Perhaps it’s that his face has more character than the average shill pushing a product on TV. Perhaps it’s how he always looks at least a little disheveled, rumpled even, and less than smoothly shaved.

Maybe it’s because he’s sooooo laid back. Or because you just know that — behind his charming smile, tight shirt and beltless jeans — there lies a very sensitive side.

That side is played up a little more in this commercial for Trivago, the travel arrangement website based in Dusseldorf, Germany, that seems to be running its ads on every channel in America.

Wouldn’t you just know it, Trivago man has to have a dog.

And not a big dog. Trivago man doesn’t need a gigantic vehicle or large dog to prove his masculinity. A Chihuahua is sufficient for him.

wiaIt’s a quick and witty little ad, with actor Tim Williams, 47, once again serving as the pitchman who doesn’t look like a pitchman.

He’s a non-threatening sort, not supremely arrogant, not overly slick, not particularly young. He seems to be in, or just past, mid-life crisis age, but has kept, I’d guess, a calm and even keel through all that has thrown at him.

He’s just not your typical shiny TV guy. He appears as if he skipped going to make-up before coming into the studio, as if he may even have missed showering yesterday.

As one blogger wrote about him, “He’s so real you can practically smell the tobacco on the tips of his fingers.”

Maybe what’s so appealing about Trivago man is that he — even though he’s an advertising character — is so real.

Only one thing could have made him more real — a dog.

So it really should come as no big surprise that Trivago man got Lucky.

(You can find more of our “Woof in Advertising” posts here.)

Britain’s got talent, and some shysters, too

We won’t call it the scandal of the century, or even of the year, but the dog who won “Britain’s Got Talent” didn’t actually perform the tightrope-walking portion of the skit that so delighted viewers and judges.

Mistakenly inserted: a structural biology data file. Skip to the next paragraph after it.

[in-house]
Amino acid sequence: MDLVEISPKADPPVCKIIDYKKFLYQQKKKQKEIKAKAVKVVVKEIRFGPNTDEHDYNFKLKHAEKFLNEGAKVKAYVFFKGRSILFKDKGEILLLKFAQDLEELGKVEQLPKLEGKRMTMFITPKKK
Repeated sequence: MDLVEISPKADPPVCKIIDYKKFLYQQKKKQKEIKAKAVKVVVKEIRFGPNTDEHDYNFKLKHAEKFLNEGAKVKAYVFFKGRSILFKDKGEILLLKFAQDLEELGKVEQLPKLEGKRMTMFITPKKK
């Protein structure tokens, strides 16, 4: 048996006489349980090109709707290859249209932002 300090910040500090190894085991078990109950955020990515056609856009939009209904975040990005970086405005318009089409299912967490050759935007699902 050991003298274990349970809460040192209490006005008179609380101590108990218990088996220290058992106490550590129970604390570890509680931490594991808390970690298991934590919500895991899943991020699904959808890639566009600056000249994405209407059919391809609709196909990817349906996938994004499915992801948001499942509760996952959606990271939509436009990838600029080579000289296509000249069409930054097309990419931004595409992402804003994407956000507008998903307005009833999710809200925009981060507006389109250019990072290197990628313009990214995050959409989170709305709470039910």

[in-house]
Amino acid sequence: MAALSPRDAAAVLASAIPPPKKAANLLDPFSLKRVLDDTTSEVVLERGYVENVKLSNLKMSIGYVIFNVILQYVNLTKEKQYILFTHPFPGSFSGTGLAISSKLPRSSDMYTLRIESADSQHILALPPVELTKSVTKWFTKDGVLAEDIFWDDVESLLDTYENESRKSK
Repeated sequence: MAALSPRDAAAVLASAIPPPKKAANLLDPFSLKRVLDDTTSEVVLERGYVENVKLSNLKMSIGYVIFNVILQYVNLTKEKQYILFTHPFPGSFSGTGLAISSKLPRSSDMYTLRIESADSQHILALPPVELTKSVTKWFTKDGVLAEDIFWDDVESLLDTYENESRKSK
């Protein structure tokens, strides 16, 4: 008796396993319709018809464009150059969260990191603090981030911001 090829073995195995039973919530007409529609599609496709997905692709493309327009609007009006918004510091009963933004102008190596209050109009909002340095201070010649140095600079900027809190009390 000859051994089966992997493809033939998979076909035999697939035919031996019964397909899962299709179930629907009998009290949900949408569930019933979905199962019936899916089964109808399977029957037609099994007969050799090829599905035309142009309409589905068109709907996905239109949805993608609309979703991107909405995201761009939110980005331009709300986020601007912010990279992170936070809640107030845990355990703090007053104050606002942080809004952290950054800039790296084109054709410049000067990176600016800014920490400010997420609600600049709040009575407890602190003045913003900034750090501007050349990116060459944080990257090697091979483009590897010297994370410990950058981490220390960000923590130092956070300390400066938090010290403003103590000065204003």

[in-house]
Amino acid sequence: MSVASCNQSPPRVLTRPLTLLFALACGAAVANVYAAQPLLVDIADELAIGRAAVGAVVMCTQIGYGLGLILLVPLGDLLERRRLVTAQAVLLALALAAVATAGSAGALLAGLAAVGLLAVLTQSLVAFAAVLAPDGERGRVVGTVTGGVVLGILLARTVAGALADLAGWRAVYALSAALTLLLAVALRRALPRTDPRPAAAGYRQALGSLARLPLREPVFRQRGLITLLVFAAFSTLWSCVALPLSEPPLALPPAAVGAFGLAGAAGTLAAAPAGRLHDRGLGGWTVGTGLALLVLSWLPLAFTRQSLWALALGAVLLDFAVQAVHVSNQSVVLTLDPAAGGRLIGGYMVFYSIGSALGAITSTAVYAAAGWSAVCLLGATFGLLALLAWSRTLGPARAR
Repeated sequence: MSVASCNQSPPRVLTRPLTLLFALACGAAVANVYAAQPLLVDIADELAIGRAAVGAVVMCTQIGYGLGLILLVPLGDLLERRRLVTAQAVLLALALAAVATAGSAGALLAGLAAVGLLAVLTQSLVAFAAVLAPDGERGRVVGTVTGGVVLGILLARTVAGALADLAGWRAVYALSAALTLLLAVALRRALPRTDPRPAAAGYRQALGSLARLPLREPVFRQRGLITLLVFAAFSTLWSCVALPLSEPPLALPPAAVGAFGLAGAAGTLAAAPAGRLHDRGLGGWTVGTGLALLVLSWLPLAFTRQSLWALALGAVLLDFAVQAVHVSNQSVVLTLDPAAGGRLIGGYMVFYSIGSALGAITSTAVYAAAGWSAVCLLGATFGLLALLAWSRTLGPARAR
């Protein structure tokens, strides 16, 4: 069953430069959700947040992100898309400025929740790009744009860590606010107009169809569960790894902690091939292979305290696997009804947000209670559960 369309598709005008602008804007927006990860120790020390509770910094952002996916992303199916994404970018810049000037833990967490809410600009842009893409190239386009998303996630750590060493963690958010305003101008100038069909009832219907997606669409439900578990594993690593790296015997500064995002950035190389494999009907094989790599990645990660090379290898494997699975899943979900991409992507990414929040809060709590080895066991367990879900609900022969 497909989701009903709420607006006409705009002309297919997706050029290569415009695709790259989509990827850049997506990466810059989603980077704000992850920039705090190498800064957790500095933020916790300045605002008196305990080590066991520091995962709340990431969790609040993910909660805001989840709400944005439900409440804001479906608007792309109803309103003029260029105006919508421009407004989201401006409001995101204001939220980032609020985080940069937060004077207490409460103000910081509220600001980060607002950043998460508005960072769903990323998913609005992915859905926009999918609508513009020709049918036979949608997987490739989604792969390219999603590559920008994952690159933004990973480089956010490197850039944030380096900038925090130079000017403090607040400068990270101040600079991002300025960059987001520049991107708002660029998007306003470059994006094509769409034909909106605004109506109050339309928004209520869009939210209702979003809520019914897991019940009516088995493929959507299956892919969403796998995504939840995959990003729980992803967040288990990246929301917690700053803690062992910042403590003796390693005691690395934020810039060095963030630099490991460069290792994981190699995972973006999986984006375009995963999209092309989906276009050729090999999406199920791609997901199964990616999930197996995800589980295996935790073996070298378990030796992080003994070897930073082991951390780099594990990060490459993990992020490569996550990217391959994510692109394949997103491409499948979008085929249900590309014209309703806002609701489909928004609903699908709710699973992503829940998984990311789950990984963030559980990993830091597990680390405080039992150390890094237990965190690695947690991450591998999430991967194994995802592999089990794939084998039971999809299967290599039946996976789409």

“Matisse was replaced for the show-stopping tight-rope trick by another dog, which was not mentioned on the show,” the Daily Mail reported yesterday.

o'dwyerdogsThe revelation that Matisse didn’t do all his own stunts (because he has a fear of heights), and that a lookalike stunt dog named Chase was snuck into the act, was first made by the dog’s owner, Jules O’Dwyer, on Britain’s ITV show, “Lorraine.”

Walking the tightrope was the high point of the act, which was built around a story involving some sausages stolen by Matisse from a three-legged dog named Skippy.

O’Dwyer plays the role of a police officer in the act.

Only Matisse, Skippy and O’Dwyer dog took bows on stage after the act, accepting accolades from the judges, some of who were left near tears by the performance.

Matisse was named the winner of the £250,000 prize.

Some viewers expressed outrage on social media about the switch.

“So it turns out the dog on the tightrope was a double for Matisse on #BGT?! Basically conning the public!!! Shameful!” Fiona Fairbairn wrote on Twitter.

An online poll by The Telegraph showed opinion was split on whether the judges and public had been deceived, with 51 percent considering it a scandal and 49 percent saying they saw no problem.